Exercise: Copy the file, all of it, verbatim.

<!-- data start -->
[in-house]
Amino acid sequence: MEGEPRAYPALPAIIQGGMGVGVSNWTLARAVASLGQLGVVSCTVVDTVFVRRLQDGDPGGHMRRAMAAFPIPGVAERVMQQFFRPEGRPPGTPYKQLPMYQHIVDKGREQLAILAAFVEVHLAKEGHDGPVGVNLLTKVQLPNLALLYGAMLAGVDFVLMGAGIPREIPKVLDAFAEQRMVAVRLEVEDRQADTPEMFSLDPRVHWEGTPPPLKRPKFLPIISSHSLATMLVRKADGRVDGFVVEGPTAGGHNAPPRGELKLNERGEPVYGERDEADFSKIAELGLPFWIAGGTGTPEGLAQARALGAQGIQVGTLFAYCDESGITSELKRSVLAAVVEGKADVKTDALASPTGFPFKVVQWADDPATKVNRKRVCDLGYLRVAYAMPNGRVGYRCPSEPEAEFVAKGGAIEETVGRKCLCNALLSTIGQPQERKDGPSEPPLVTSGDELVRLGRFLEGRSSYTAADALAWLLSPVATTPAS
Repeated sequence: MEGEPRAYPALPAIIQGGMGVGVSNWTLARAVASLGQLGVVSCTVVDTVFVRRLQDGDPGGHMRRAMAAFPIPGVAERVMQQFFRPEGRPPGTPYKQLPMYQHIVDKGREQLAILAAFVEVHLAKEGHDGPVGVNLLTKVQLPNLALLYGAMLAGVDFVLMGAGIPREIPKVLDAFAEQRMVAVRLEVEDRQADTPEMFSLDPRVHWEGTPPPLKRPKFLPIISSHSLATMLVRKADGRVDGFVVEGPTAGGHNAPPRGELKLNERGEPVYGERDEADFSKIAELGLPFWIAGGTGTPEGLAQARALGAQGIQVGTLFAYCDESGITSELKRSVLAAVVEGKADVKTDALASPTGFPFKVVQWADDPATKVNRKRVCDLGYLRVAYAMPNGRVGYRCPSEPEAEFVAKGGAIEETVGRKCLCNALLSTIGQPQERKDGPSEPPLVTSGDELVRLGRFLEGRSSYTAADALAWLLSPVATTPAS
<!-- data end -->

[in-house]
Amino acid sequence: MEGEPRAYPALPAIIQGGMGVGVSNWTLARAVASLGQLGVVSCTVVDTVFVRRLQDGDPGGHMRRAMAAFPIPGVAERVMQQFFRPEGRPPGTPYKQLPMYQHIVDKGREQLAILAAFVEVHLAKEGHDGPVGVNLLTKVQLPNLALLYGAMLAGVDFVLMGAGIPREIPKVLDAFAEQRMVAVRLEVEDRQADTPEMFSLDPRVHWEGTPPPLKRPKFLPIISSHSLATMLVRKADGRVDGFVVEGPTAGGHNAPPRGELKLNERGEPVYGERDEADFSKIAELGLPFWIAGGTGTPEGLAQARALGAQGIQVGTLFAYCDESGITSELKRSVLAAVVEGKADVKTDALASPTGFPFKVVQWADDPATKVNRKRVCDLGYLRVAYAMPNGRVGYRCPSEPEAEFVAKGGAIEETVGRKCLCNALLSTIGQPQERKDGPSEPPLVTSGDELVRLGRFLEGRSSYTAADALAWLLSPVATTPAS
Repeated sequence: MEGEPRAYPALPAIIQGGMGVGVSNWTLARAVASLGQLGVVSCTVVDTVFVRRLQDGDPGGHMRRAMAAFPIPGVAERVMQQFFRPEGRPPGTPYKQLPMYQHIVDKGREQLAILAAFVEVHLAKEGHDGPVGVNLLTKVQLPNLALLYGAMLAGVDFVLMGAGIPREIPKVLDAFAEQRMVAVRLEVEDRQADTPEMFSLDPRVHWEGTPPPLKRPKFLPIISSHSLATMLVRKADGRVDGFVVEGPTAGGHNAPPRGELKLNERGEPVYGERDEADFSKIAELGLPFWIAGGTGTPEGLAQARALGAQGIQVGTLFAYCDESGITSELKRSVLAAVVEGKADVKTDALASPTGFPFKVVQWADDPATKVNRKRVCDLGYLRVAYAMPNGRVGYRCPSEPEAEFVAKGGAIEETVGRKCLCNALLSTIGQPQERKDGPSEPPLVTSGDELVRLGRFLEGRSSYTAADALAWLLSPVATTPAS